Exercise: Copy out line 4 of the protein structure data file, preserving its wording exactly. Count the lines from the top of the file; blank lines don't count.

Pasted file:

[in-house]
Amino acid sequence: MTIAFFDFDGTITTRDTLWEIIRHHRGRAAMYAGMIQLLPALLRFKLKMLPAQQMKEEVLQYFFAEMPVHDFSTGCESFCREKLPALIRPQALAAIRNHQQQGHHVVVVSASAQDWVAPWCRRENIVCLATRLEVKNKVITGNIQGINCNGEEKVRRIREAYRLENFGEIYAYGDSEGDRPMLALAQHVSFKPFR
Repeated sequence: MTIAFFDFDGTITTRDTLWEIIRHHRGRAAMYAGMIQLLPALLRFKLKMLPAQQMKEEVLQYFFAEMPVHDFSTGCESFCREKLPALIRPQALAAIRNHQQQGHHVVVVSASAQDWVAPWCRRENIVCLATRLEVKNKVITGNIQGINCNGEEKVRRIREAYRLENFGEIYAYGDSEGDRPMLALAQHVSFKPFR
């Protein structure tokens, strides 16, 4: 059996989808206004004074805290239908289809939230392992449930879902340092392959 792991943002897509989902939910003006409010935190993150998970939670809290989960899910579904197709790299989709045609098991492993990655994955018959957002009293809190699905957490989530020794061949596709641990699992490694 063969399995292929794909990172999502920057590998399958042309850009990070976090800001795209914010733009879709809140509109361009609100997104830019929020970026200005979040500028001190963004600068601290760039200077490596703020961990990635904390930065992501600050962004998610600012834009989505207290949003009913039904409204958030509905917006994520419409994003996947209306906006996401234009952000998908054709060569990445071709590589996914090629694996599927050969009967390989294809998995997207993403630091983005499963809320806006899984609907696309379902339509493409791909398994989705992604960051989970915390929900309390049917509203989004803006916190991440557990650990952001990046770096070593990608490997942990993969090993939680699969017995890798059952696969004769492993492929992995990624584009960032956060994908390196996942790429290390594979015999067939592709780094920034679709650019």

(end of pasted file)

């Protein structure tokens, strides 16, 4: 059996989808206004004074805290239908289809939230392992449930879902340092392959 792991943002897509989902939910003006409010935190993150998970939670809290989960899910579904197709790299989709045609098991492993990655994955018959957002009293809190699905957490989530020794061949596709641990699992490694 063969399995292929794909990172999502920057590998399958042309850009990070976090800001795209914010733009879709809140509109361009609100997104830019929020970026200005979040500028001190963004600068601290760039200077490596703020961990990635904390930065992501600050962004998610600012834009989505207290949003009913039904409204958030509905917006994520419409994003996947209306906006996401234009952000998908054709060569990445071709590589996914090629694996599927050969009967390989294809998995997207993403630091983005499963809320806006899984609907696309379902339509493409791909398994989705992604960051989970915390929900309390049917509203989004803006916190991440557990650990952001990046770096070593990608490997942990993969090993939680699969017995890798059952696969004769492993492929992995990624584009960032956060994908390196996942790429290390594979015999067939592709780094920034679709650019």